NewMarketParent

@gabrielshorn2013

I actually have a degrees in Mathematics and Mechanical Engineering. Doesn't matter that I don't work in pharmaceuticals because I don't spend my time trying and energy on distinctions that don't make a difference.

Every time you want to highlight and cape for a cause it is always to split hairs on distinctions that make no difference and always on the side of white supremacy. I get that is your jam to try to split hairs, but you only ever really seem to do it on one side of the fence. I never see you counter PDL, Reek, or CDeez, but you are always on their side to support the smallest sliver of their argument that might have a sliver of daylight to it. You don't ever attack the majority nor the bad faith. You only come and cape for the sliver of it that makes it plausible.

NewMarketParent

@gabrielshorn2013

Also...

That ideas for those vaccines were built over years. While they may have novel for this particular treatment, ultimately it is the data that proved the case and made the risk model for attempting this acceptable. The previous administration did nothing significant to impact that, but I see you wanting to fawn all over yourself to pat them on the back. Cheer for 45 all you want. You may see yourself as neutral but I have never observed that of you. You are always caping for the villains.

gabrielshorn2013

OMG, NMP, what? Where in the world are you getting me “caping for white supremacy” on this or any other thread? What does vaccine development (something that I am quite familiar with) have to do with white supremacy? What hairs have I split in this thread? The claim by Brookhawk was that Pfizer was not a part of the “Operation Warp Speed” program, and using publicly available HHS and CRS information, I refuted that statement. Pfizer, and a couple of others, chose to fund their own development, but nonetheless have been a part of OWS since the beginning. It is a consortium involving government, industry, and academia, and Pfizer has benefitted from its collaboration. You then chose to interject yourself, and began splitting hairs yourself on differences that don’t matter, or clearly do not understand. I tried to refocus you with actual references to clarify the actual vaccine development and approval process for your edification. Yes, the mRNA vaccines were an idea from Katalin Kariko back in the ‘90s, but they had never been successful. It wasn’t until around 2009 and Ebola where the kinks were beginning to get worked out, but it still had not been put into a successful vaccine until now.

Must I also refute someone in every story in this paper if I disagree with them? No. I have occasionally agreed with bosco or CD on some of their contributions to some threads, and have agreed with many others too. I will also disagree with someone when I have knowledge of that subject. If you choose to get into it with those guys, well, have at it. BTW, never “cheered for 45”. Didn’t vote for him in ’16, or in ’20, and many of the long timers here know that. I sat out ’16, and voted for Jo Jorgensen in ’20. They also know that a HS friend of mine went to work for him after grad school, but quit in under a year, saying “what an @$$#ole”. Growing up just outside of NYC, I’ve known about DJT since the ‘80s, long before folks down here ever did. I’m not impressed now, and never was.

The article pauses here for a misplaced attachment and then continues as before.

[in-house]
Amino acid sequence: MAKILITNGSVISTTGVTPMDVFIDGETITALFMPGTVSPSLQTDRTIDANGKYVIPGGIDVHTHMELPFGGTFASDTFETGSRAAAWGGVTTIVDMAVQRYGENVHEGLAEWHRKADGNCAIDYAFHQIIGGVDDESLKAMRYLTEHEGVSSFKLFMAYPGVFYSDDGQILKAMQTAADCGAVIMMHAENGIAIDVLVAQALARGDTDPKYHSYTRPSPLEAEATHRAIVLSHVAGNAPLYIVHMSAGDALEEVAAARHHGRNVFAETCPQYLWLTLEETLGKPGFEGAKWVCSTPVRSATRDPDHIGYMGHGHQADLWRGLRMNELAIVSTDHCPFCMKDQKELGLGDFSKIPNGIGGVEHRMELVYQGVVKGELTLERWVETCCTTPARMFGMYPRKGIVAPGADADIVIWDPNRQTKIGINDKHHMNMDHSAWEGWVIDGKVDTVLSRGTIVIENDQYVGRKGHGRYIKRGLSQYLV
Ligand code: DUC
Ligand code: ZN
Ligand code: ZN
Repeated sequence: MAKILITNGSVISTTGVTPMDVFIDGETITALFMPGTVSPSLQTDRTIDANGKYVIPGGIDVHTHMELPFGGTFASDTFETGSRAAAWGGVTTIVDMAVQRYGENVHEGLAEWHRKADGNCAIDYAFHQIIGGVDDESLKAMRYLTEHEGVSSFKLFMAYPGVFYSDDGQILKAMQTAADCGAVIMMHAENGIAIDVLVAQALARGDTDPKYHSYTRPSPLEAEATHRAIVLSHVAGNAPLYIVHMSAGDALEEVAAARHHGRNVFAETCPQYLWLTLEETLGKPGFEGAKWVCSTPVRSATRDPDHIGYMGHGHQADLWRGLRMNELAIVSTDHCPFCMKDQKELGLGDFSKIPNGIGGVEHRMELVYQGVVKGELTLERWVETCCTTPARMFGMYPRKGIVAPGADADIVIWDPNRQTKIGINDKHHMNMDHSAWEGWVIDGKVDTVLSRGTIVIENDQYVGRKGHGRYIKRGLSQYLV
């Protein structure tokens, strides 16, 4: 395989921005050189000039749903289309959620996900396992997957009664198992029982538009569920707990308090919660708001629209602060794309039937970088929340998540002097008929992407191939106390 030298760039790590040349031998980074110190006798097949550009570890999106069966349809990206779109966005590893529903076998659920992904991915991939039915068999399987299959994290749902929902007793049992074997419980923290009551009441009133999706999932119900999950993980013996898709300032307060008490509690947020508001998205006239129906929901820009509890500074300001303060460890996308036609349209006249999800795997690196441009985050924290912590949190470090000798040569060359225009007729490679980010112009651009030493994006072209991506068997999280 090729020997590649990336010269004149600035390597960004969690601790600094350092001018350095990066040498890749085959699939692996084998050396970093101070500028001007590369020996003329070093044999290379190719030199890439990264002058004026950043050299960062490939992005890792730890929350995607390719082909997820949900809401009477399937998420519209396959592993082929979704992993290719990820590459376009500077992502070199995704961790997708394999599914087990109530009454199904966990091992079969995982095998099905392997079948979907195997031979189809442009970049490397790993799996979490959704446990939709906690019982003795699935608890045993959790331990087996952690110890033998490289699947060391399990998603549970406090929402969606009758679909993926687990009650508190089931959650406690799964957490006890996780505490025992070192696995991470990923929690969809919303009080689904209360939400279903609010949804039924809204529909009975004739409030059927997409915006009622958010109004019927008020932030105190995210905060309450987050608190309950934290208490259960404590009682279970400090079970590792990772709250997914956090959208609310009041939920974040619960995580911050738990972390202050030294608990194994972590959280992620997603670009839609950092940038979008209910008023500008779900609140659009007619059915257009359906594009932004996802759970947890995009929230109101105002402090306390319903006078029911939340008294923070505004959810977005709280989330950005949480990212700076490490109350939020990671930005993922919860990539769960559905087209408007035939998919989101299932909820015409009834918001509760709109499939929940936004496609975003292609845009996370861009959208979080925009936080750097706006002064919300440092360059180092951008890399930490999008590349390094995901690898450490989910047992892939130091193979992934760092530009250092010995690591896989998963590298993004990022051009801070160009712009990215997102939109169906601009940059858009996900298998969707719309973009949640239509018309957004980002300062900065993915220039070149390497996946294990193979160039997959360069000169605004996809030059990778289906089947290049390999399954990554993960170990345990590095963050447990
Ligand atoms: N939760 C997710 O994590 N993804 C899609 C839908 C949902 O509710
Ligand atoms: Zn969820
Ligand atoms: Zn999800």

Awteam2021

Defending Trump is a futile effort. Trump is a despicable human being. He has a long history of taking credit from other’s . His niece (family) claims he hired someone to take the SATs to get him into Pennsylvania U, ‘Ivy league’. He has a long history of trying to escape wrong doings. Always callson his best excuse since Elementary school “Mommy, they only blame me because all the the other kids hate me.” From violating discrimination laws in rental laws , philanthropy, married three times, cheated own all his wives, fraudulent nonprofit organizations, college institutional fraud, violation of use of donations to hide in the affair, and now instigating insurrections on democracy. Man, he can’t get a loan from a US bank.. Now his taxes are exposed. Are you still buying he’s under audit? Do you think that will go well in court? At some point you need to question why you defend him. Why? The border?

gabrielshorn2013

Who are you addressing aw?

C.D.Reid

Ya know, newspostreader, when I read BS like your "We have 500k deaths because [Trump} lacked to act when he needed to," I wonder if a case of TDS as severe as yours obviously is could ever been treated. So tell us, just how many of those 500k deaths are a result of Trump not acting as quickly as you think he should have? Just what would you have done differently if you had been in his position? And do you think Biden deserves all the credit for the vaccines now being administered?

Awteam2021

Trump is solely responsible for his bad choices and actions. Or should I say “lack of actions?” -Um 😳, maybe he shouldn’t have down played the immediate seriousness of the virus in its earliest days. ( "This is deadly stuff," Trump told Woodward on February 7 but continued to down play the severity of the virus to the public.) Maybe promoted ‘ALL’ wearing masks and practicing social distancing. (Trump chose to mock those that wore masks and practice social distancing protocols recommended by the CDC.) Maybe he should have condemned those that didn’t practice social distancing.(instead he held large rallies.) Trump should have advocated everyone taking responsibility to prevent the spread, just to name a few.